nLab signed graph





A signed graph is an undirected graph (e.g., a simple graph, which is a set VV of vertices together with a collection EE of two-element subsets of VV called edges) together with a function from EE to a two-element set of “signs”, e.g., σ:E{+,}\sigma: E \to \{+, -\}. not necessarily of edges.

One says that the sign of a cycle in a signed graph is the product of the signs of its edges.

There are several notions of homomorphisms of signed graphs. They are all homomorphisms of the underlying graphs, by differ by how strictly they preserve the extra sign structure:

  1. sign preserving homomorphisms preserve the signs of individual edges,

  2. switching homomorphisms are only required to preserve the signs of cycles but not necessarily of individual edges.


Let (V2)\binom{V}{2} denotes the set of two-element subsets of VV. A signed simple graph is equivalently a set VV together with a partial function (V2){+,}\binom{V}{2} \to \{+, -\}. The domain of this partial function is declared to be EE, so the data of a signed graph can be represented as VV together with a span of type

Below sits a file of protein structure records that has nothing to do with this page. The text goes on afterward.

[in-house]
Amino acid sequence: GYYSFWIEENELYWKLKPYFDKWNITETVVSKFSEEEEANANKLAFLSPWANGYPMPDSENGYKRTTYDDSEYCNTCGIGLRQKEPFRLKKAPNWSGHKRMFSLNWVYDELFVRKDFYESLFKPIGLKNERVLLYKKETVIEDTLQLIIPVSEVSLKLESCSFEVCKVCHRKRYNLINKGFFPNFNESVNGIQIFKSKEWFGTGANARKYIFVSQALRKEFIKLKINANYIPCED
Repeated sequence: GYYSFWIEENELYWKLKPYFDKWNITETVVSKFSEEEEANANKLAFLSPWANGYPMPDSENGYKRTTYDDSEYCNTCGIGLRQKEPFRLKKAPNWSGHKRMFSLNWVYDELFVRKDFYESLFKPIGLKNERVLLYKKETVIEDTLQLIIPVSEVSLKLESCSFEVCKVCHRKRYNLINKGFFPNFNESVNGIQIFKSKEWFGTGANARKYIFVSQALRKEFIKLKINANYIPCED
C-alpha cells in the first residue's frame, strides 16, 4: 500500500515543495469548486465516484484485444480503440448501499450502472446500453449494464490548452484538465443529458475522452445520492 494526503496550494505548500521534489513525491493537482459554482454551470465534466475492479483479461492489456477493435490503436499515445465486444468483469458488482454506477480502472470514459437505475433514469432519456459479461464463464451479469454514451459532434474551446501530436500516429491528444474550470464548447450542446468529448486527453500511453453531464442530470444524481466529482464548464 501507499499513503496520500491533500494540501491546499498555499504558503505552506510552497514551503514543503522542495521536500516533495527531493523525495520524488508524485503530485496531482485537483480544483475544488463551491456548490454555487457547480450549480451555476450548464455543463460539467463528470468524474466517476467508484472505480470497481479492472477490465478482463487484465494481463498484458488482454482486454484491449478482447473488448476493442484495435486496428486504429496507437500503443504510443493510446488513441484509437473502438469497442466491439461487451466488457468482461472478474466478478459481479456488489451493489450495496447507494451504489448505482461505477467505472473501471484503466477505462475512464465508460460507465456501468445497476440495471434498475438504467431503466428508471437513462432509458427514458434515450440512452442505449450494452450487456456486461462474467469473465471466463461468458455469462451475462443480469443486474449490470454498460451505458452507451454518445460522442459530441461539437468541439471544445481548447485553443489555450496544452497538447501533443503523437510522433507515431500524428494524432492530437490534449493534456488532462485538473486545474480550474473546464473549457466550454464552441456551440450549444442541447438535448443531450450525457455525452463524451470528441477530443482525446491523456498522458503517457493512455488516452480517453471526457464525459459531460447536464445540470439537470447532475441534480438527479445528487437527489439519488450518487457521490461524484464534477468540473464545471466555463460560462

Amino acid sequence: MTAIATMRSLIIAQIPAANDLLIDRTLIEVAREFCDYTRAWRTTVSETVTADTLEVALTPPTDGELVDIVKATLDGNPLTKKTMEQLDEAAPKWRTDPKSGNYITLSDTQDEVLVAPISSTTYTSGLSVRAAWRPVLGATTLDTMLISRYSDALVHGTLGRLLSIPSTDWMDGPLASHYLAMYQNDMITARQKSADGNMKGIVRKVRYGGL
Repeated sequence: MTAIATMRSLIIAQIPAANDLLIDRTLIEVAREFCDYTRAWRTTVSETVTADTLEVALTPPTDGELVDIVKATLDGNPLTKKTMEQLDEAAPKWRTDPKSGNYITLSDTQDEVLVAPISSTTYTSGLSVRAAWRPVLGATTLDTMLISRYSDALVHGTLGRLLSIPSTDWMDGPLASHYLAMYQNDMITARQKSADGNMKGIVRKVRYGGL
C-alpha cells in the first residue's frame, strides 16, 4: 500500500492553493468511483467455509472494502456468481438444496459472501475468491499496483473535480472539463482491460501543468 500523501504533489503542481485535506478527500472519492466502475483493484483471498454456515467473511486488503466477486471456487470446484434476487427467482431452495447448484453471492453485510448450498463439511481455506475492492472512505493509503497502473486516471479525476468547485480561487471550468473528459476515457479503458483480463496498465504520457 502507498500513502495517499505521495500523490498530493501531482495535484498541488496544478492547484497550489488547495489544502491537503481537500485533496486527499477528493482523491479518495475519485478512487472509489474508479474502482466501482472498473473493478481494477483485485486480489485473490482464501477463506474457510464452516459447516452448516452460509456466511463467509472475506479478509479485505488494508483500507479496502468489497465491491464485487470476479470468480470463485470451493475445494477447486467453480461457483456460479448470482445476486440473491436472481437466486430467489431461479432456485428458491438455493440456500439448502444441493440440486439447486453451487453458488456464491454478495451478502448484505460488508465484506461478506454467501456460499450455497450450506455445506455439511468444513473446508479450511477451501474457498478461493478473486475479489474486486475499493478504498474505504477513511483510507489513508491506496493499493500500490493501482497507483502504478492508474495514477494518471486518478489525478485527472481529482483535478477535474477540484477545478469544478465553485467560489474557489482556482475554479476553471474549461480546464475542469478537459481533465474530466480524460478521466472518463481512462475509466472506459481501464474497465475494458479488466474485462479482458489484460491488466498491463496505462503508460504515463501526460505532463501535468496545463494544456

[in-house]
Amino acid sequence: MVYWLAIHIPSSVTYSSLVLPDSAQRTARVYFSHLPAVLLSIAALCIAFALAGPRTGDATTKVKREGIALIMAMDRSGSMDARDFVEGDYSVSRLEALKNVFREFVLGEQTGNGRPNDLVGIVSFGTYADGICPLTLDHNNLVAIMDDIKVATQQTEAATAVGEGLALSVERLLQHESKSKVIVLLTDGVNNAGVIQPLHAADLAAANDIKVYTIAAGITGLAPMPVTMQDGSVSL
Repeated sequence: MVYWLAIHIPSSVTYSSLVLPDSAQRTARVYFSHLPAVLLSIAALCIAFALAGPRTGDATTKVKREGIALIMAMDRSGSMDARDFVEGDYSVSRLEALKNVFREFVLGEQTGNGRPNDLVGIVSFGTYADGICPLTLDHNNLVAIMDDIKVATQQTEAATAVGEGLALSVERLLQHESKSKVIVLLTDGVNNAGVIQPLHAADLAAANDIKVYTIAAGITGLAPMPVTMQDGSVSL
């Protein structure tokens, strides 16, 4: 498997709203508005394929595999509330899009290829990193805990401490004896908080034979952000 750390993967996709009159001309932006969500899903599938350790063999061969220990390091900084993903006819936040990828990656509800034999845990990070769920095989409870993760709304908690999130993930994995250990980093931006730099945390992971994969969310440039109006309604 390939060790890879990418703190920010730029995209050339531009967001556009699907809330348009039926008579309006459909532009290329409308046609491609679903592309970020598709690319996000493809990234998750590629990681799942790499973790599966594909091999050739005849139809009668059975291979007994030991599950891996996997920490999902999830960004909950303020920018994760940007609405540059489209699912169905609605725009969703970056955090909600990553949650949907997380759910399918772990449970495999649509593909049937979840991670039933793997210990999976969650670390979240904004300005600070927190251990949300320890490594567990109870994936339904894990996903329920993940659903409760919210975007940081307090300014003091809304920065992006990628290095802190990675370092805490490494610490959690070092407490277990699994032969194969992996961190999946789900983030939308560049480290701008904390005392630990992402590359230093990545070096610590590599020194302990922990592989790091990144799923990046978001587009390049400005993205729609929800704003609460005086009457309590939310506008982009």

(V2)Eσ{+,}. \binom{V}{2} \hookleftarrow E \overset{\sigma}{\longrightarrow} \{+, -\} \,.

Signed graphs (and the basic theorems of their theory) seem to be rediscovered again and again. See Zaslavsky 2018 for an annotated bibliography on signed graphs and their various guises.


Signed graphs are not directed graphs: signs on undirected edges are not the same as directional information. For example, if vertices represent people and edges represent being acquainted then the signs could indicate being allies or enemies.

If a linear order has been imposed on the vertex set, then the sign function can be interpreted as imparting directions to edges (say if x<yx \lt y in the order and an edge ee between xx and yy has sign ++, then the direction is xyx \to y; if ee has sign -, then the direction is yxy \to x). However, such linear orders on vertices will not be preserved by morphisms of signed graphs, so this does not give a functorial way to derive directed graphs from signed graphs.


  • Thomas Zaslavsky, A Mathematical Bibliography of Signed and Gain Graphs and Allied Areas, Electronic Journal of Combinatorics, Dynamic Surveys in Combinatorics, DS8 (2018) [doi:10.37236/29]

Last revised on January 14, 2024 at 06:06:16. See the history of this page for a list of all contributions to it.